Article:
I am still digesting the results of Friday’s autism screening that suggested there was an 80% chance that I’m on the autistic spectrum after all, despite my being told years earlier that I was neurotypical. Anyway, it’s Chanukah and I don’t want to spend all evening on the computer. So here is a brief note that I wrote on Thursday. I took it to my screening in case I was asked why I wanted another screening despite my earlier assessments being negative. As it happened, I didn’t need it (although I did make some of the points in my interview), but I thought it might interest people here.
Why I am Thinking About Diagnosis
I think I coped as a child by learning (consciously and/or unconsciously) certain ‘scripts’ for survival and by concentrating on my academic studies, which were ‘safer’ and more knowable. I also had a non-autistic friend who supported me.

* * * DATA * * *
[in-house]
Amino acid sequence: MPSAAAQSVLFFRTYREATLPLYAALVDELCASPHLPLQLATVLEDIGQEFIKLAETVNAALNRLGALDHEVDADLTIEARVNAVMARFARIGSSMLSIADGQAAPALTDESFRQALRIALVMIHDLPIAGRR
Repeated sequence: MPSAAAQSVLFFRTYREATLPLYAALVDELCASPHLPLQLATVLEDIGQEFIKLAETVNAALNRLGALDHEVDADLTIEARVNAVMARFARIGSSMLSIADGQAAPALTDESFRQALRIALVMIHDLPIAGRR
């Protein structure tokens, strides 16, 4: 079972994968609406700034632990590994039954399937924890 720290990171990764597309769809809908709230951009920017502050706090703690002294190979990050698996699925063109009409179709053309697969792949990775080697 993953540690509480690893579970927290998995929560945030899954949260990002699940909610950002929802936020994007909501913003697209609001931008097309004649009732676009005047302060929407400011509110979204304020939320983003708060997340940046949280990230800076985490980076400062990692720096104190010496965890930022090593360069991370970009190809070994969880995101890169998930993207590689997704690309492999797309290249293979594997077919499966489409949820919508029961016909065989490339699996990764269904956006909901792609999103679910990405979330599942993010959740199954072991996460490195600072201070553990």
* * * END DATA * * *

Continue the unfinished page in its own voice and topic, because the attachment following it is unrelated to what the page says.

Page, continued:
When I got to my teens and especially when I got to university away from my friend, I began to struggle with social interactions and I became severely depressed. I was assessed for autism then and told that I had a lot of symptoms, but not in the right categories for diagnosis.
Depression kept me out of the wider world for a number of years. In that period a psychiatrist and a psychotherapist, both of whom had got to know me very well, felt that I had been misdiagnosed and was on the spectrum; several friends with family/professional experience of autism also asked if I was on the spectrum.
In the last few years I have been trying to move into the world of work. I have found that many of my coping strategies no longer work and, as I have experienced new environments I have become aware of symptoms that I did not recognise in myself before or which had never been so severe e.g. difficulty coping with the noise in an open-plan office, dealing with lengthy spoken or implicit instructions, new types of social interactions.